Sentence Examples with the word inwardness

But a powerful counterpoise to this tendency was continually maintained by the fervid inwardness of Augustine, transmitted through Gregory the Great, Isidore of Seville, Alcuin, Hrabanus Maurus, and other writers of the philosophically barren period between the destruction of the Western empire and the rise of Scholasticism.

That is to say, their velocities are opposite as to inwardness and outwardness and inversely proportional to their areas.

It would be necessary for the court to engage in endless inquiries as to the true inwardness of a man's mind, whether his state of ignorance existed at the time of the commission of the offence, whether such a condition of mind was inevitable or brought about merely by indifference on his part.

View more

Prompting to them, we have to notice another form in which the inwardness of Christian morality manifests itself, which, though less distinctive, should yet receive attention in any comparison of Christian ethics with the view of GraecoRoman philosophy.

The inwardness of primitive religion is, however, non-existent for those who observe it as uninitiated strangers; whilst, again, it evaporates as soon as native custom breaks down under pressure of civilization, when only fragments of meaningless superstition survive: wherefore do travesties of primitive religion abound.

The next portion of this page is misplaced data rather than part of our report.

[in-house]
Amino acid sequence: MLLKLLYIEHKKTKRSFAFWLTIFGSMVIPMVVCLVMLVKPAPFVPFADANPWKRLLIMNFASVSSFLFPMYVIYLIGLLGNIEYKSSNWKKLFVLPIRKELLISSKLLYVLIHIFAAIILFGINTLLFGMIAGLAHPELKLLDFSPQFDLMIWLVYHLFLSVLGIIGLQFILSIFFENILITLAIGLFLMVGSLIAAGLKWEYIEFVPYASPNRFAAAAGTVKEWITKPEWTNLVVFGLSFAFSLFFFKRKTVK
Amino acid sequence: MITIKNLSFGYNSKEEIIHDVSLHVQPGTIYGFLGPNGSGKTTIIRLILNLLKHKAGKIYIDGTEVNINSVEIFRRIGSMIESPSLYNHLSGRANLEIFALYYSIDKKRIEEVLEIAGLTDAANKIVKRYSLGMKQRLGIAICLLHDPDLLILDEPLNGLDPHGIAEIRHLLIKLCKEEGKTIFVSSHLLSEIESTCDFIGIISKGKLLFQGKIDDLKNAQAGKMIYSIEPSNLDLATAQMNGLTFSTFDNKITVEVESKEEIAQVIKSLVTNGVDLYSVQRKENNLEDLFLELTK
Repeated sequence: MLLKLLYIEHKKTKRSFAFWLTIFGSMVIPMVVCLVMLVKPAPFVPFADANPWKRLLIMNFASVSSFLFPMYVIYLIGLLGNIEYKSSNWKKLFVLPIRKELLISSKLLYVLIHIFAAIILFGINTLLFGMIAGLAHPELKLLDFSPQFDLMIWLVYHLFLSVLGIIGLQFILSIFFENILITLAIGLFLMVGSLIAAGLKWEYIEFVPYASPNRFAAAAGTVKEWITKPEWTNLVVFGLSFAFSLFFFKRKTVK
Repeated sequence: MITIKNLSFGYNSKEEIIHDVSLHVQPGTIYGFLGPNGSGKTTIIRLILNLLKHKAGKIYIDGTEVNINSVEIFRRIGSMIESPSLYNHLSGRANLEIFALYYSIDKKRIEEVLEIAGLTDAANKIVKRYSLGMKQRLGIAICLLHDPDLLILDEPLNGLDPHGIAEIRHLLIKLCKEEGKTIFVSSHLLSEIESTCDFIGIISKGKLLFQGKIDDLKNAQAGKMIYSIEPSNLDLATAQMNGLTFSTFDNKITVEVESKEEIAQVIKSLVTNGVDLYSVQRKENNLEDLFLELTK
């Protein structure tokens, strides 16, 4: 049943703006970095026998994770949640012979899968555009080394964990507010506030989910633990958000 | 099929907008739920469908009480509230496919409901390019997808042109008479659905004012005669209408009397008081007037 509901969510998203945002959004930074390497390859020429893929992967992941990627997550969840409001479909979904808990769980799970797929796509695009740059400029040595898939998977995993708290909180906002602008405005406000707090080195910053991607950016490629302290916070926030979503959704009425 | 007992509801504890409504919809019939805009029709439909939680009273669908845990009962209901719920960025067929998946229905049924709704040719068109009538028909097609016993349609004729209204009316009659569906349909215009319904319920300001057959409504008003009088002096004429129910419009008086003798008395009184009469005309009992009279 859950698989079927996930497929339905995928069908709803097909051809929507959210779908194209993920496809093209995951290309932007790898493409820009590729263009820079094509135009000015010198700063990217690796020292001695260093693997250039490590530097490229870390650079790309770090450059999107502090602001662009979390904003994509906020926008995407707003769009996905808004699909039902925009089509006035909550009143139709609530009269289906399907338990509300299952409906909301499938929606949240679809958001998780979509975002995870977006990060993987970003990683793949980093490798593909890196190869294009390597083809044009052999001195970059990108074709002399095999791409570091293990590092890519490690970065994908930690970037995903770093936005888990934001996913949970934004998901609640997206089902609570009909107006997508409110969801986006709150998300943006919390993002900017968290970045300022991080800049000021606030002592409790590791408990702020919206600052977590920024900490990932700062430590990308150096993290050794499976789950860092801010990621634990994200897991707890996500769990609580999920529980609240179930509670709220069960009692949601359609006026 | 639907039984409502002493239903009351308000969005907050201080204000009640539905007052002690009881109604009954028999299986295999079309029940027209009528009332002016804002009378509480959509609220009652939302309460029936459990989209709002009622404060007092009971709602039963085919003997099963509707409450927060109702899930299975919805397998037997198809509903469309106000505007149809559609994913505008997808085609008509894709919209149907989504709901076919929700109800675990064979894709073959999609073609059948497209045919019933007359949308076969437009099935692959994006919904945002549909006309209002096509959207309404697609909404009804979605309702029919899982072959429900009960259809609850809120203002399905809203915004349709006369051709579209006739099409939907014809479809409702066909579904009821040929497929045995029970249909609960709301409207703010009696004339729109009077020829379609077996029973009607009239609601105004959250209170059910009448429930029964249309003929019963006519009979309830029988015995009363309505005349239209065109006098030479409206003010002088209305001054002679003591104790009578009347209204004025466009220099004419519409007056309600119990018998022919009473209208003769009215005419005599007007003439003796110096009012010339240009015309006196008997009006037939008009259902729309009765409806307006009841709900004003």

The true inwardness of this movement, its extent and its history, can hardly be recovered at present, but it is noteworthy that the evidence generally involves the Levites, an ecclesiastical body which underwent an extremely intricate development.

The inwardness of savage religion - the meaning it has for those who practise it - constitutes its essence and meaning likewise for him, who after all is a man and a brother, not one who stands really outside.

Again, - just as the Stoics held wisdom to be indispensable to real rectitude of conduct, while at the same time they included under the notion of wisdom a grasp of physical as well as ethical truth, so the similar emphasis laid on inwardness in Christian ethics caused orthodoxy or correctness of religious belief to be regarded as essential to goodness, and heresy as the most fatal of vices, corrupting as it did the very springs of Christian life.

In it the absolute exists as the poetry and music of the heart, in the inwardness of feeling.